On Feb. 13, students overwhelmingly supported a referendum 3,882 to 1,576 that would make all Chapel Hill Transit Authority buses fare-free. The system would most likely become effective in fall 2002 and would provide all potential bus patrons, not just UNC students, with alternatives to the overcrowding and parking problems that affect Chapel Hill and the University.
Chapel Hill and Carrboro town officials said they must closely review budget plans and proposals from the University, the transit authority and Carrboro. The three partners must then figure out how much each is willing to pay. While the University is willing to pay a larger percentage of the cost than it has in the past, some feel that the cost might still be too great.
Carrboro Board of Alderman member Joal Broun said she realizes the potential benefits of the proposed change, but she said she has concerns about how the cost will be allotted and whether the increase in student fees will be enough to ease the financial burden.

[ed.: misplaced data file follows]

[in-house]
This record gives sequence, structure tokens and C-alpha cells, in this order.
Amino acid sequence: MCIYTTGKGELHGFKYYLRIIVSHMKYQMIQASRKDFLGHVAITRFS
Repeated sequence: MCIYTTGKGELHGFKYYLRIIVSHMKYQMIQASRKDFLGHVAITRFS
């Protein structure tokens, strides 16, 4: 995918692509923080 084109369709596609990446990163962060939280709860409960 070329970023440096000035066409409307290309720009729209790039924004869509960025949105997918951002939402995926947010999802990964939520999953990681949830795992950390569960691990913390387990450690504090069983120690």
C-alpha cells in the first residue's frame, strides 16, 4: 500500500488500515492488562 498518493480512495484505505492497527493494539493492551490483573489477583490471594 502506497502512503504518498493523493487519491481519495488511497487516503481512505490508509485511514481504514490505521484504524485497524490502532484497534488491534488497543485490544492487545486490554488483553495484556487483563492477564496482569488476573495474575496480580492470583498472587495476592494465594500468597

"If it can't be paid for and the services can't be improved, then it would be hard to implement a fare-free system," Broun said.
Carrboro now pays 15 percent of the fees that pay for the current busing plan, and the aldermen say they are skeptical about Carrboro's ability to fund the project without raising taxes.
"Raising taxes would be the only way that we could pay for it," said Alderman Diana McDuffee. "Carrboro will have to be cautious because it will be hard to afford."
McDuffee said the fare-free system is a good idea, but she does not think that it would be worth the raise in taxes. That would also mean that students who live in Carrboro would then be responsible for paying for the increase in both student fees and taxes.
But not everyone thinks that the proposed change will be financially impossible.
Chapel Hill Town Council member Bill Strom said he is thrilled about the prospects of a fare-free system, and thinks that the most underrated benefit is how it will help those in the lower income brackets.
"I am a supporter of the fare-free system," Strom said.
"It is good for the citizens, the University and the whole town. The cost is significant, but doable."
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